US 2464310 A
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Description (OCR text may contain errors)
March 15, 1949,. K. J. HARWOOD METHOD OF MAKING TAMPONS Filed Aug. 25, 1945 Patented Mar. 15, 1949 UNITED STATES PATENT OFFICE METHOD OF MAKING TAMPONS Application August 25, 1945, Serial No. 612,580
7 Claims. 1
This invention relates to the manufacture of tampons and more particularly to the method of making catamenial tampons.
The main objects of the invention are to provide a method of making a tampon embodying a highly compressed absorbent core and which tampon, notwithstanding its state of high compression, will embody a desirable softness, and also stability against a tendency to expand to the bulk in which it was initially compressed; to provide a method for making a tampon having the characteristics indicated, and which method will be simple and practical so as to be adapted to commercial use in the rapid production of large numbers of tampons; and, in general, it is the object of the invention to provide a practical method of making an improved tampon of the character indicated.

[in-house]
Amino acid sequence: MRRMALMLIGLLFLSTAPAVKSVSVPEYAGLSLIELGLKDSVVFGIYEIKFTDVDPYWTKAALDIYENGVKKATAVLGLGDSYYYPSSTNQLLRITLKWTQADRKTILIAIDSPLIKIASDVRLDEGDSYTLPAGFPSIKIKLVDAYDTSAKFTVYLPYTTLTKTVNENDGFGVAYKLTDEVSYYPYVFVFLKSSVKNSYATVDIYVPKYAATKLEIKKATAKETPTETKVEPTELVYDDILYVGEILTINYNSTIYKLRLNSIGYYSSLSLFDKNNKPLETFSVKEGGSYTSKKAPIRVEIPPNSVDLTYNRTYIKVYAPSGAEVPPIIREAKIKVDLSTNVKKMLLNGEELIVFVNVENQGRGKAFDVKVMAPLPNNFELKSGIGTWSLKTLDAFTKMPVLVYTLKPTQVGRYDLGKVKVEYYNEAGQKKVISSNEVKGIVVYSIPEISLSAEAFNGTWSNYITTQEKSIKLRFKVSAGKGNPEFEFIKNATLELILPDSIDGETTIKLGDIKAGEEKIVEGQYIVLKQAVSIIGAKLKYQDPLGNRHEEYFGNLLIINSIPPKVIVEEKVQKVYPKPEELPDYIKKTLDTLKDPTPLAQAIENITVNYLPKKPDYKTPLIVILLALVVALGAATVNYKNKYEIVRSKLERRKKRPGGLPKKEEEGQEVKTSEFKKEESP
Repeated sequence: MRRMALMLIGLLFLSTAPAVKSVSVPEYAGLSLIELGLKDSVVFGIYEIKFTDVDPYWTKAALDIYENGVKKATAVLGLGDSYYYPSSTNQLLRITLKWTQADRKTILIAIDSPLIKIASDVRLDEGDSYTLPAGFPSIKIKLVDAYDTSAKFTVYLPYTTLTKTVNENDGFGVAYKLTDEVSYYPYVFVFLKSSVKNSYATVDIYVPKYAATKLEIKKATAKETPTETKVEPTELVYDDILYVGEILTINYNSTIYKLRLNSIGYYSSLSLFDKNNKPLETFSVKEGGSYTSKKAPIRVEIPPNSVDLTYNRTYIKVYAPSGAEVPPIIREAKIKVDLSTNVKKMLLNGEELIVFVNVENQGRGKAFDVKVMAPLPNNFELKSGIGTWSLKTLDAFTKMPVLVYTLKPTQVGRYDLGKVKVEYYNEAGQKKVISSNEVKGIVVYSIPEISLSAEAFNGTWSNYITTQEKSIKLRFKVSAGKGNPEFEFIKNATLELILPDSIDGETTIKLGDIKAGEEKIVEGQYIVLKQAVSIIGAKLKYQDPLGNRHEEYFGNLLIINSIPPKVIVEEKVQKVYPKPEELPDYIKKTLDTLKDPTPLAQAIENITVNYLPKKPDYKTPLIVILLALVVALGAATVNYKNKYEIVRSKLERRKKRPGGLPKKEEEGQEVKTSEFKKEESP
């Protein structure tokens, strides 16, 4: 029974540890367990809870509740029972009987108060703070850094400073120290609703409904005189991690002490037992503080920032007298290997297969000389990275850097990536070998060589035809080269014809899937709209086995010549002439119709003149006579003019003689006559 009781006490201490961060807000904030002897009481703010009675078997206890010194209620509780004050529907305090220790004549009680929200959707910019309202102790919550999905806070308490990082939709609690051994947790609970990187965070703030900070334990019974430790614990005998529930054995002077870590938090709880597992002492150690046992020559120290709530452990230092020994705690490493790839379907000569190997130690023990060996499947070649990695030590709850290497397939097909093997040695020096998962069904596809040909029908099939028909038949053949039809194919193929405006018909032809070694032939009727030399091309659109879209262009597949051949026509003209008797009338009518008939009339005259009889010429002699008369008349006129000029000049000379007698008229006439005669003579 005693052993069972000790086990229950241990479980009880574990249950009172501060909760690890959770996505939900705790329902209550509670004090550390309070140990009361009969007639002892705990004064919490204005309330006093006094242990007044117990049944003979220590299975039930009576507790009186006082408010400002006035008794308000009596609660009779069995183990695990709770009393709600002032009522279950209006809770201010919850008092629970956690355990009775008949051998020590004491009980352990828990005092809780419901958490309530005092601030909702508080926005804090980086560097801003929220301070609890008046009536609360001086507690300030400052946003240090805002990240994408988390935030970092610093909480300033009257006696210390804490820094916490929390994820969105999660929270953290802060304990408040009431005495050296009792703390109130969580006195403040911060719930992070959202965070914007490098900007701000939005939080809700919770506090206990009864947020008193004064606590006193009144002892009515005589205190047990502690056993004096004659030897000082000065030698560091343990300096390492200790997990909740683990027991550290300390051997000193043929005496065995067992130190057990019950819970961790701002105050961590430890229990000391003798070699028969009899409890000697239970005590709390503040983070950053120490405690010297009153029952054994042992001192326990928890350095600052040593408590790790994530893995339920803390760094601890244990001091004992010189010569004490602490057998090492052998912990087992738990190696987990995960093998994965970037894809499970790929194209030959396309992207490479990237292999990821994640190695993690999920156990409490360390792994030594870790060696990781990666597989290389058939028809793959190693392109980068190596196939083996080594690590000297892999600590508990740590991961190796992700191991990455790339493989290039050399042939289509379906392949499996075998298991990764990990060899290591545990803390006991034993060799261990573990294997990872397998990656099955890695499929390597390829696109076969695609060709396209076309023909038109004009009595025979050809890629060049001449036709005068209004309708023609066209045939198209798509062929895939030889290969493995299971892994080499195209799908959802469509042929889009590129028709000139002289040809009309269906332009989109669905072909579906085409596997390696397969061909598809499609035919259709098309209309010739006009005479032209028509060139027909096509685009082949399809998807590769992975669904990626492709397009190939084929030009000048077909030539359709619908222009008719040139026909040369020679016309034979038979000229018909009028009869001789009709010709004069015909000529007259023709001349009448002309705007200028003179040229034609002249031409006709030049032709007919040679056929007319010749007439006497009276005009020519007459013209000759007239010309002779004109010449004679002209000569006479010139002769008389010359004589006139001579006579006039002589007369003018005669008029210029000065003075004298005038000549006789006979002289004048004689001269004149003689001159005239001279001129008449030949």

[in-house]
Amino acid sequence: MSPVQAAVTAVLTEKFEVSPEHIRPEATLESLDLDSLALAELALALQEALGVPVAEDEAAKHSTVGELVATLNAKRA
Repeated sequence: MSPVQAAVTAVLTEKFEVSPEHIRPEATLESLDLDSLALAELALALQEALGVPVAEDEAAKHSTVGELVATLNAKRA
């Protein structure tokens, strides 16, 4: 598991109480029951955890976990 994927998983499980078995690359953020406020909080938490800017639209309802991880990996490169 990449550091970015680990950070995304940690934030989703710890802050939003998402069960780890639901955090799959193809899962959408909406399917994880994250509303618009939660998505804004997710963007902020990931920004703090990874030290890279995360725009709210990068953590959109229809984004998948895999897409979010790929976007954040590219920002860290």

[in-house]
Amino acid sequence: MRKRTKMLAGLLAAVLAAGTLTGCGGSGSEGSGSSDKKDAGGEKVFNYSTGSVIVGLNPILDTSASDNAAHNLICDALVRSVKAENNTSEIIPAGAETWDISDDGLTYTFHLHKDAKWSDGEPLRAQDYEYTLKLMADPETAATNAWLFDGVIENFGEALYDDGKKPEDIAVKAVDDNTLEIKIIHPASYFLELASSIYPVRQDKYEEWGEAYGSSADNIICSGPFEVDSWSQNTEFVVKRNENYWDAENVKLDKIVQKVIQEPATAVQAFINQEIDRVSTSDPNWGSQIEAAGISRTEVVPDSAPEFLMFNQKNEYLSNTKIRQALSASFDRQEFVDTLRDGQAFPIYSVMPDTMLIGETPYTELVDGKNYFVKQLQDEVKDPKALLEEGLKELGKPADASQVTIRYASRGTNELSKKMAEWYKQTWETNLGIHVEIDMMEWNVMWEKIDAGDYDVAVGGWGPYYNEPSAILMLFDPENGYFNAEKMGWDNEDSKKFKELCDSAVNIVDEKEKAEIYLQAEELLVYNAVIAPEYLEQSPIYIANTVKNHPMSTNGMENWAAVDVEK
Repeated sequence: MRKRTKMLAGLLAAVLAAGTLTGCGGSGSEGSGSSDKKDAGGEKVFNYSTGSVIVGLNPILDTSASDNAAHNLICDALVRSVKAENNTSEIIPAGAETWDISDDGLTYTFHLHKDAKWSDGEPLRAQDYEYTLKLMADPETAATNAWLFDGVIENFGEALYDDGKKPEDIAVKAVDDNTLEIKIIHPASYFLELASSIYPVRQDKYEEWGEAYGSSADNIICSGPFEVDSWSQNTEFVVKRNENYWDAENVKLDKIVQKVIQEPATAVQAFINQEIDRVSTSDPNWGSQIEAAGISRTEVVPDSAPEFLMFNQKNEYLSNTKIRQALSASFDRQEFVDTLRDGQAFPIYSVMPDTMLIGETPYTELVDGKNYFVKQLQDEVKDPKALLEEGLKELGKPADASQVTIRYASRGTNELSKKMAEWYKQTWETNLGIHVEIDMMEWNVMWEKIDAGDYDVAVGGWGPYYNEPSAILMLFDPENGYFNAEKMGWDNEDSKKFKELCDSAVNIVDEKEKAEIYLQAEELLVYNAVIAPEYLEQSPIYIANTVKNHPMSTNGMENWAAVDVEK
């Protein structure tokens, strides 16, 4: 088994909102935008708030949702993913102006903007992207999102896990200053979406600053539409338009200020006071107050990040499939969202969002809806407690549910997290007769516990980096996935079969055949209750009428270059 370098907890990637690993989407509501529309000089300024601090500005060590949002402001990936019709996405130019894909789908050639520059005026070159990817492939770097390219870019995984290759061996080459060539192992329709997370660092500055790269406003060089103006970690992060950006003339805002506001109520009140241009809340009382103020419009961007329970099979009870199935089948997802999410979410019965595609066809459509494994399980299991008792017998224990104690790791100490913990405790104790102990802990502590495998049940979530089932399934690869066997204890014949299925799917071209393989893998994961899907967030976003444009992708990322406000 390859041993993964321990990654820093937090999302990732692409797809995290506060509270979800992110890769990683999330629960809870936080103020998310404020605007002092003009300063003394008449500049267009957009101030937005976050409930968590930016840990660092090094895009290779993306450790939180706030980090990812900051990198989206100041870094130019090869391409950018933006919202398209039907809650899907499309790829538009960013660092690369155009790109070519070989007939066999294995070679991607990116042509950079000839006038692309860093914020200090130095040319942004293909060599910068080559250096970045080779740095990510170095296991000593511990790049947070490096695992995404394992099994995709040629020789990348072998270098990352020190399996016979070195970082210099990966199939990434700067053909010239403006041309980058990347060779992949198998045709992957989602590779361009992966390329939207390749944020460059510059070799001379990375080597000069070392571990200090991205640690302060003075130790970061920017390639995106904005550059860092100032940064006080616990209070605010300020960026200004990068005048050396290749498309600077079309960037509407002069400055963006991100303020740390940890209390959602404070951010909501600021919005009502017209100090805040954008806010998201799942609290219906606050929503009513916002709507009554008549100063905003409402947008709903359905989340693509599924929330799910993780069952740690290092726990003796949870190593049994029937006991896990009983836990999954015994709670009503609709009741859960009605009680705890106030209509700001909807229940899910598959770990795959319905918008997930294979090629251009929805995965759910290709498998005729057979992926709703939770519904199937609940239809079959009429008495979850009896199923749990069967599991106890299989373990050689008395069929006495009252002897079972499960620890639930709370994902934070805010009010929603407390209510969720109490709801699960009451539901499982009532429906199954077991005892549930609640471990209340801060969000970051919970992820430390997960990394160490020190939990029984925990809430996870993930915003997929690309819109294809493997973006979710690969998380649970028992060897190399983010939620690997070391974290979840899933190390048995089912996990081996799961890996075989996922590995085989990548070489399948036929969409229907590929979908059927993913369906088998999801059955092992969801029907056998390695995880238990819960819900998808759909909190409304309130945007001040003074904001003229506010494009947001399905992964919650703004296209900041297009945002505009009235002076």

Other objects and advantages of the invention will be understood by reference to the following specification and accompanying drawing wherein the construction of a tampon in accordance with the invention, is illustrated.
In the drawing,
Fig. l is a perspective illustration of a partially formed tampon unit;
Fig. 2 is a perspective illustration of a completed tampon made from the partially formed unit illustrated in Fig. 1;
Figs. 3 and 4 are respectively horizontal and vertical sections more or less diagrammatic in character, of typical mechanism employed for compressing the unit illustrated in Fig. l to form the finished product shown in Fig. 2; and
Figs. 5, 6, 7 and 8 are diagrammatic illustrations showing successive steps in the formation of the tampon.